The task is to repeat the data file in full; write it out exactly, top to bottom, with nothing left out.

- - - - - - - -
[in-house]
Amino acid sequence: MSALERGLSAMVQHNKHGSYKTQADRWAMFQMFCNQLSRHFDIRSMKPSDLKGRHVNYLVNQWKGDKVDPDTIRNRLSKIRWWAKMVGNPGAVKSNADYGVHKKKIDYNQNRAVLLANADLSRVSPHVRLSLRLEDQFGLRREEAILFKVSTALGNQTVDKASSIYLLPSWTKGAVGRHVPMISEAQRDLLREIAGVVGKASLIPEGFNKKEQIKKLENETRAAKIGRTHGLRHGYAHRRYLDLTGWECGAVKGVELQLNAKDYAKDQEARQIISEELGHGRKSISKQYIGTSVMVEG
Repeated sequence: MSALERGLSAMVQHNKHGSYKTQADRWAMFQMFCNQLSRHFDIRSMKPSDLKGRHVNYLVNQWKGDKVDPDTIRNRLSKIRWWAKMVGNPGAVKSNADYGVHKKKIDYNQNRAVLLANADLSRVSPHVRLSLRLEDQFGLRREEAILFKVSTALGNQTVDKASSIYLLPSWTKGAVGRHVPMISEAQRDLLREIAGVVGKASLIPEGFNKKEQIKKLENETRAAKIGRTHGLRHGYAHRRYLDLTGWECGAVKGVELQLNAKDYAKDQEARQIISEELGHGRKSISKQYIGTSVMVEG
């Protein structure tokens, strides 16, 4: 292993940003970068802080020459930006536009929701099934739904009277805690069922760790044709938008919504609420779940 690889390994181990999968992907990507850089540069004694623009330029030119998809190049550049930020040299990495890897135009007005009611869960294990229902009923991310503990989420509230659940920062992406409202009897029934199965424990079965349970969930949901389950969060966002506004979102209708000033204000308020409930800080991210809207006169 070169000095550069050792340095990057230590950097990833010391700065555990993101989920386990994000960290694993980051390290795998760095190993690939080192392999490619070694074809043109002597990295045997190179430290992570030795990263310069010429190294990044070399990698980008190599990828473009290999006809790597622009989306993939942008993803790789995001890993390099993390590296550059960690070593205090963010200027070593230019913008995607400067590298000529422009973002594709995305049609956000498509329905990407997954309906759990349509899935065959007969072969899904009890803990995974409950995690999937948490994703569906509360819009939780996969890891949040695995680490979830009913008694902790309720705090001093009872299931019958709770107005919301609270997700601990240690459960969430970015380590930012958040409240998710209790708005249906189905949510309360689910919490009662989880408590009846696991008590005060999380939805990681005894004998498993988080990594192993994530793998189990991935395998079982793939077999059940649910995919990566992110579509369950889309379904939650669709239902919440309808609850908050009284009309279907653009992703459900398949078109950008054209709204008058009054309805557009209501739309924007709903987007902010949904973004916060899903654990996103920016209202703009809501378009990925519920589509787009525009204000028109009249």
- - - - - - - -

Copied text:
[in-house]
Amino acid sequence: MSALERGLSAMVQHNKHGSYKTQADRWAMFQMFCNQLSRHFDIRSMKPSDLKGRHVNYLVNQWKGDKVDPDTIRNRLSKIRWWAKMVGNPGAVKSNADYGVHKKKIDYNQNRAVLLANADLSRVSPHVRLSLRLEDQFGLRREEAILFKVSTALGNQTVDKASSIYLLPSWTKGAVGRHVPMISEAQRDLLREIAGVVGKASLIPEGFNKKEQIKKLENETRAAKIGRTHGLRHGYAHRRYLDLTGWECGAVKGVELQLNAKDYAKDQEARQIISEELGHGRKSISKQYIGTSVMVEG
Repeated sequence: MSALERGLSAMVQHNKHGSYKTQADRWAMFQMFCNQLSRHFDIRSMKPSDLKGRHVNYLVNQWKGDKVDPDTIRNRLSKIRWWAKMVGNPGAVKSNADYGVHKKKIDYNQNRAVLLANADLSRVSPHVRLSLRLEDQFGLRREEAILFKVSTALGNQTVDKASSIYLLPSWTKGAVGRHVPMISEAQRDLLREIAGVVGKASLIPEGFNKKEQIKKLENETRAAKIGRTHGLRHGYAHRRYLDLTGWECGAVKGVELQLNAKDYAKDQEARQIISEELGHGRKSISKQYIGTSVMVEG
């Protein structure tokens, strides 16, 4: 292993940003970068802080020459930006536009929701099934739904009277805690069922760790044709938008919504609420779940 690889390994181990999968992907990507850089540069004694623009330029030119998809190049550049930020040299990495890897135009007005009611869960294990229902009923991310503990989420509230659940920062992406409202009897029934199965424990079965349970969930949901389950969060966002506004979102209708000033204000308020409930800080991210809207006169 070169000095550069050792340095990057230590950097990833010391700065555990993101989920386990994000960290694993980051390290795998760095190993690939080192392999490619070694074809043109002597990295045997190179430290992570030795990263310069010429190294990044070399990698980008190599990828473009290999006809790597622009989306993939942008993803790789995001890993390099993390590296550059960690070593205090963010200027070593230019913008995607400067590298000529422009973002594709995305049609956000498509329905990407997954309906759990349509899935065959007969072969899904009890803990995974409950995690999937948490994703569906509360819009939780996969890891949040695995680490979830009913008694902790309720705090001093009872299931019958709770107005919301609270997700601990240690459960969430970015380590930012958040409240998710209790708005249906189905949510309360689910919490009662989880408590009846696991008590005060999380939805990681005894004998498993988080990594192993994530793998189990991935395998079982793939077999059940649910995919990566992110579509369950889309379904939650669709239902919440309808609850908050009284009309279907653009992703459900398949078109950008054209709204008058009054309805557009209501739309924007709903987007902010949904973004916060899903654990996103920016209202703009809501378009990925519920589509787009525009204000028109009249």